3. Other solutions . ( a ) Africanus, perhaps the earliest writer to discuss Biblical questions in a critical manner ( c [Note: circa, about.] . a.d. 220), treats of these genealogies in his Letter to Aristides (Euseb. HE i. 7, vi. 31). He harmonizes them (expressly, however, not as a matter of tradition) on the theory of levirate marriages, supposing that two half-brothers, sons of different fathers, married the same woman, and that the issue of the second marriage was therefore legally accounted to the elder, but physically to the younger brother. It is a difficulty that two, or even three, such marriages must be supposed in the list; and this theory is almost universally rejected by moderns. Africanus bad no doubt that both genealogies were Joseph’s.

Africanus says that Herod the Great destroyed all the Jewish genealogies kept in the archives, so as to hide his own ignoble descent, but that not a few had private records of their own (Euseb. HE i. 7). Here clearly Africanus exaggerates. Josephus says that his own genealogy was given in the public records, and that the priests’ pedigrees, even among Jews of the Dispersion, were carefully preserved ( Life , 1, c. Ap . i. 7). There is no reason why LK. should not have found a genealogy in Joseph’s family. Africanus says that our Lord’s relatives, called desposyni , prided themselves on preserving the memory of their noble descent.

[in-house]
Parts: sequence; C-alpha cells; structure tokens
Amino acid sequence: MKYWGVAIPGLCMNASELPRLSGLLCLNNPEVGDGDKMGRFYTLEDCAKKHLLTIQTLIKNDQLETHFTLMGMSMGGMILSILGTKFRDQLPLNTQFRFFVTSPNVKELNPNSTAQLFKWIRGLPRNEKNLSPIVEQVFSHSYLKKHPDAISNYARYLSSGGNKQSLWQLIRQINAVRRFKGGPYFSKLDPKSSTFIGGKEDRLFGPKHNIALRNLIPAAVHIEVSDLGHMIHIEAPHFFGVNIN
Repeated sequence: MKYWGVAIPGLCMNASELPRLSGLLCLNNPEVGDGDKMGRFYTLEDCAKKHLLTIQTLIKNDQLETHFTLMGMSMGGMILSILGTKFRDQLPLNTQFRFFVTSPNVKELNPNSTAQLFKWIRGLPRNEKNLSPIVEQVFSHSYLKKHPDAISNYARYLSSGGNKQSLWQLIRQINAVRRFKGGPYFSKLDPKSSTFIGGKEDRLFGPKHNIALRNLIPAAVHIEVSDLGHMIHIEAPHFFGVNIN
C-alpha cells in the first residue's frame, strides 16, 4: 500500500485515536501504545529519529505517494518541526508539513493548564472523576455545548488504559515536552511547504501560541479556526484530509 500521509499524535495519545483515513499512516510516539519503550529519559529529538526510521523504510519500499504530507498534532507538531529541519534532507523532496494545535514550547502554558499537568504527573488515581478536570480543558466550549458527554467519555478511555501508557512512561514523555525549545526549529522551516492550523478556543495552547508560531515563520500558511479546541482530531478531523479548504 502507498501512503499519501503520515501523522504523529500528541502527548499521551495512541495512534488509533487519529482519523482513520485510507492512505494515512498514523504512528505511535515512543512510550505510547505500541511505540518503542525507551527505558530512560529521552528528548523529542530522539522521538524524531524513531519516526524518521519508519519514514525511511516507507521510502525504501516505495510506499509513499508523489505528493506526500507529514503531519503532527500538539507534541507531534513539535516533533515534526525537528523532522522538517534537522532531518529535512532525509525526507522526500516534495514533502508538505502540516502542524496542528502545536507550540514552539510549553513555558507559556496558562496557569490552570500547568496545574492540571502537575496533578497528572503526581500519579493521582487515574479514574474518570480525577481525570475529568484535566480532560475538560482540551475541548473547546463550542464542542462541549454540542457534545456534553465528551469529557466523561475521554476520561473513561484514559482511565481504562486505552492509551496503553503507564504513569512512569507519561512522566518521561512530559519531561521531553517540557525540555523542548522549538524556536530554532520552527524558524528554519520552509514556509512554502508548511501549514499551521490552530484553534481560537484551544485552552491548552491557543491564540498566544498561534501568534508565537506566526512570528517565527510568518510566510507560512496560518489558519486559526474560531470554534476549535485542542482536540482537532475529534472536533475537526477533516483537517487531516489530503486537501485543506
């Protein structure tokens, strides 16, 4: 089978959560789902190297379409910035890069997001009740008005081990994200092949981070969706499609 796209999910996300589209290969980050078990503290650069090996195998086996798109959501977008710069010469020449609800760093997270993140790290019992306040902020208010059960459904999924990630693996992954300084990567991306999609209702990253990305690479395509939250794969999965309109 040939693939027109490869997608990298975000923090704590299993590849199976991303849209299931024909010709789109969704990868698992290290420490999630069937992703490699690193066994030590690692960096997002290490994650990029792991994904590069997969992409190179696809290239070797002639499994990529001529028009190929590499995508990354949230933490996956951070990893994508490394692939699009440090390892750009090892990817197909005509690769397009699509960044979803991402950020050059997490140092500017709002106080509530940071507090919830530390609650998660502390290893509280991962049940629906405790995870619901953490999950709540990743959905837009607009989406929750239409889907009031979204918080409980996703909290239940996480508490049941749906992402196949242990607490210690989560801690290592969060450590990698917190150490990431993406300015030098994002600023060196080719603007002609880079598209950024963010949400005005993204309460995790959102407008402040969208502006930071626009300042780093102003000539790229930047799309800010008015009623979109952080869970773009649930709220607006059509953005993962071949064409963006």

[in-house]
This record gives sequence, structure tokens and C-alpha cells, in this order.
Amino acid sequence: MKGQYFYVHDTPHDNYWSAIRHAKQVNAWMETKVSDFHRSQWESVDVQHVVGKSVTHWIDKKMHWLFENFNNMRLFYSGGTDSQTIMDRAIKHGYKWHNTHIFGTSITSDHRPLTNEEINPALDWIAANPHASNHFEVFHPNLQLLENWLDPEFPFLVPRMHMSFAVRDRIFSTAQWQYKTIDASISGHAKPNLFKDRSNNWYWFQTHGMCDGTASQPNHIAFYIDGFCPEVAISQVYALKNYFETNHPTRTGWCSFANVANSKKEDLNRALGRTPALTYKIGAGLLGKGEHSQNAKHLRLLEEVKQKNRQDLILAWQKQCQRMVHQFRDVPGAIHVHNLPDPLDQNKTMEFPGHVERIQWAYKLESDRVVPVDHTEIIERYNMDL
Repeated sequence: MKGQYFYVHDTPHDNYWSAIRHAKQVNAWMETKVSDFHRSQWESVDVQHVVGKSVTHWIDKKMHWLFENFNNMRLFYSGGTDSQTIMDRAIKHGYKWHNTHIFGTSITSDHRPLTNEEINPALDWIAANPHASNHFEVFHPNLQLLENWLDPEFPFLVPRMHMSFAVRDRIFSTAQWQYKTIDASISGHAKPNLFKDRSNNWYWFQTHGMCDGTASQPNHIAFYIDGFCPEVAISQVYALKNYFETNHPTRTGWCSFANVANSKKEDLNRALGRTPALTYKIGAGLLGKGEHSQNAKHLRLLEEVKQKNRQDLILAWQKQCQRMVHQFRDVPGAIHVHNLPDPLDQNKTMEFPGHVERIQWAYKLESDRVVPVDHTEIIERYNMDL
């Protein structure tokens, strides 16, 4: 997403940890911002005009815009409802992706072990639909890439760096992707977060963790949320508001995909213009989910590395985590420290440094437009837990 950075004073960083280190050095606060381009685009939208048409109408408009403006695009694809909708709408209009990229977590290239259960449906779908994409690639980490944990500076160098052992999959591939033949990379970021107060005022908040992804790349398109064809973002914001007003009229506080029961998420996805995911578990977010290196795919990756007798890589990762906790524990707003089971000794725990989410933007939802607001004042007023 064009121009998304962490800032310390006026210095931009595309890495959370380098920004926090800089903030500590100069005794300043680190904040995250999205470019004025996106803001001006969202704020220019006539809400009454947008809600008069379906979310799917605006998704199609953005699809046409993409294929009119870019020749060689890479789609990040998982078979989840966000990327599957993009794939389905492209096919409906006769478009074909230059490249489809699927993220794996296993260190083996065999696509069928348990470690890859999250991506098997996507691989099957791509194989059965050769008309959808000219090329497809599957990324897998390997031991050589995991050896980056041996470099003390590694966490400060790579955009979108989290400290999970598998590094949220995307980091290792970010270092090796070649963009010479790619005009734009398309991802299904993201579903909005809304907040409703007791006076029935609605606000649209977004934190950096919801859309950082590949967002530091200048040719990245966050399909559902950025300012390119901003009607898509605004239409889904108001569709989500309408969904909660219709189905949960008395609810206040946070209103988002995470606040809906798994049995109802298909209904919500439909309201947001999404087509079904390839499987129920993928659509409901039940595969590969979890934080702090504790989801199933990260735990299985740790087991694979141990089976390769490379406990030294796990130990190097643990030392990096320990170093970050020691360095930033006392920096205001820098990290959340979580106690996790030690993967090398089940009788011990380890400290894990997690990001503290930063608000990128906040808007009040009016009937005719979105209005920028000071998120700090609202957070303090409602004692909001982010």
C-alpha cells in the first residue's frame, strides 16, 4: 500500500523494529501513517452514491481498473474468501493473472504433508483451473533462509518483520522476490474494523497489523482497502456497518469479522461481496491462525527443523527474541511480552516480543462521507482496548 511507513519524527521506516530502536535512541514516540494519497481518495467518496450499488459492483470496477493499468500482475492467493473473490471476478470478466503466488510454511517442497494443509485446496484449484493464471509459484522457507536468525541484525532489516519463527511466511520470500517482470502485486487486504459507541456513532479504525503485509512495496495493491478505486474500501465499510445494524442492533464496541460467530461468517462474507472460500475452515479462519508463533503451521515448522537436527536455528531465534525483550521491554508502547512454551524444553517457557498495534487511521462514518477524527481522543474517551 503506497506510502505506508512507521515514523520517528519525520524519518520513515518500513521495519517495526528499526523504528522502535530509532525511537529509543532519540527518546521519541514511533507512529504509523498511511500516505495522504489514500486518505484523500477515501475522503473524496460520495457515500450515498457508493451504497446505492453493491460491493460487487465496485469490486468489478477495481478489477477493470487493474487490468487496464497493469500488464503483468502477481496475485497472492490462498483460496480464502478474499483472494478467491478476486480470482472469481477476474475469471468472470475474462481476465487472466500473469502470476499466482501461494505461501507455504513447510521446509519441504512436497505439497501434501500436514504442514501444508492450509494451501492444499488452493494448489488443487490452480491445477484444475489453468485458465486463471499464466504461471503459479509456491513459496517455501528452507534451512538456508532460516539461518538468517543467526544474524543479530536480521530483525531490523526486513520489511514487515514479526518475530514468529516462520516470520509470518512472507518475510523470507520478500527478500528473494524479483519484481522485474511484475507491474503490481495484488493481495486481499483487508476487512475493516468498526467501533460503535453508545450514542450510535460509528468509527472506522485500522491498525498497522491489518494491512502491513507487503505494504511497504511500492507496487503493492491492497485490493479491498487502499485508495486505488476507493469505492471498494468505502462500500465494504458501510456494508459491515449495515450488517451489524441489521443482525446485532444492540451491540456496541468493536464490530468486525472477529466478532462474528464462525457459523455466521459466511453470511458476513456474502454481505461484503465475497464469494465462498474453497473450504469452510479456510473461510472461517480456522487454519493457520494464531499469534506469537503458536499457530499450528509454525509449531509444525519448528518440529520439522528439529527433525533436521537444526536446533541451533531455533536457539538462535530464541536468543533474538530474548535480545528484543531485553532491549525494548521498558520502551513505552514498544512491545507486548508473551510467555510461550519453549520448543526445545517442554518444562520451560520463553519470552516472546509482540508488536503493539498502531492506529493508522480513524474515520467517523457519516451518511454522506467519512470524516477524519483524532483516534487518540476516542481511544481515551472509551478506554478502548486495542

( b ) A more modern theory, expounded by Weiss, but first by Annius of Viterbo ( c [Note: circa, about.] . a.d. 1490), is that Mt. gives Joseph’s pedigree, Lk. Mary’s. It is necessary on this theory to render Luke 3:23 thus: ‘being the son (as was supposed) of Joseph [but really the grandson] of Heli.’ This translations rightly pronounced by Plummer to be incredible ( l.c. p. 103); and a birthright derived through the mother would be ‘quite out of harmony with either Jewish ideas or Gentile ideas.’ The important thing was to state Jesus’ birthright, and the only possible way to do this would be through Joseph.